Because that narrative is too simplistic. Incredibly so. A high proportion of short kickouts are conceded by opposing teams either through physical restraints (we know that no team can constantly press on the kickout) or for tactical reasons. Therefore basing efficiencies on whether a team gathered possession is too limited. It is what happens post gathering the kickout that determines how effective the routine has been.

(The best case scenario would be to know what percentage of possessions, emanating from short kickouts, were gathered versus differing defensive set ups. If a team defending the kickout drops you would expect the attacking team to take the easy option and roll a short one out every time. But it should be harder to score. If teams press up the proportion of short kickouts will drop as teams look to outkick the press. But we don’t have this granularity – see Note3 (more on what we do have later))

Here we look to introduce a new concept similar to the advantage that a server has in tennis (stay with me here!!). There is an excellent, if slightly out of date, article breaking down the nuances of the server’s advantage in tennis – https://www.tennisabstract.com/blog/2011/08/17/how-long-does-the-servers-advantage-last/ – but to quote that article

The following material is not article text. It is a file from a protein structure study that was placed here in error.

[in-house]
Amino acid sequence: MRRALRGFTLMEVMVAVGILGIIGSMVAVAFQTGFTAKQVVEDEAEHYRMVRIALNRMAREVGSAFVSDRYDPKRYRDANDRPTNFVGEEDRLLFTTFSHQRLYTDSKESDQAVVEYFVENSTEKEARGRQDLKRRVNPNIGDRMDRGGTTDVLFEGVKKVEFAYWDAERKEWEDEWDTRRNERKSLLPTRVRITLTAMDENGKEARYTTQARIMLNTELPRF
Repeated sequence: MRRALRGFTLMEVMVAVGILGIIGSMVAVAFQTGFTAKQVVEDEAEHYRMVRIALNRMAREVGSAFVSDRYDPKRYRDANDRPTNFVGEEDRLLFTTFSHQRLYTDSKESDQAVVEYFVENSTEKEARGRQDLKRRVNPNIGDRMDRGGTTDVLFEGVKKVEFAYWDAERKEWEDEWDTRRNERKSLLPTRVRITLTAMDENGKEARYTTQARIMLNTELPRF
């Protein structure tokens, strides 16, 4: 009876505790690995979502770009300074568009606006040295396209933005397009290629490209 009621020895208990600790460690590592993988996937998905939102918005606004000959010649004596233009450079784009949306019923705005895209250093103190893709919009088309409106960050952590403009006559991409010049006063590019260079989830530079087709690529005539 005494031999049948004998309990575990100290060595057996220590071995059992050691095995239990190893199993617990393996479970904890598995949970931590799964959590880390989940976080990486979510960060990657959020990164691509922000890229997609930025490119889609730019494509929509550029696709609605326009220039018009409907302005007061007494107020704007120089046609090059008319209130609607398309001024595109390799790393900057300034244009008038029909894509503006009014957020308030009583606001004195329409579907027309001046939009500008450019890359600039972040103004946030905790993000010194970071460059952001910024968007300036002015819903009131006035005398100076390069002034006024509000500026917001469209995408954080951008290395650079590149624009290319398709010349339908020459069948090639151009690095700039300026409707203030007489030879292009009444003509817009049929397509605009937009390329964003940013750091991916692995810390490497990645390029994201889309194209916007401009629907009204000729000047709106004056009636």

“… at some stage in the rally, the server’s advantage has disappeared. Four or five strokes in, the server may still be benefiting from an off-balance return. But by ten strokes, one would assume that the rally is neutral-that the advantage conferred by serving has evaporated

The same rationale can be applied to possessions in football. At some stage the advantage of having a possession from a kickout, such as the ability to bypass a defensive shield or use a pre-set move, disappears. The type of possession moves from a kickout into what one might dub a transition phase and any scores from this (transition) phase should be removed from kickout returns.

How do we determine that inflection point? That point when a possession moves from “kickout” to “transition”? One way would be time – how long a possession lasts. Another is how many passes are in a possession (see Note4)? And it is the latter that we are going to use here. I have collected the number of individual player possessions, within a team possession, for a number of years now which we can use as a proxy for passes. The breakdown of player possessions per short kickout gathered are shown below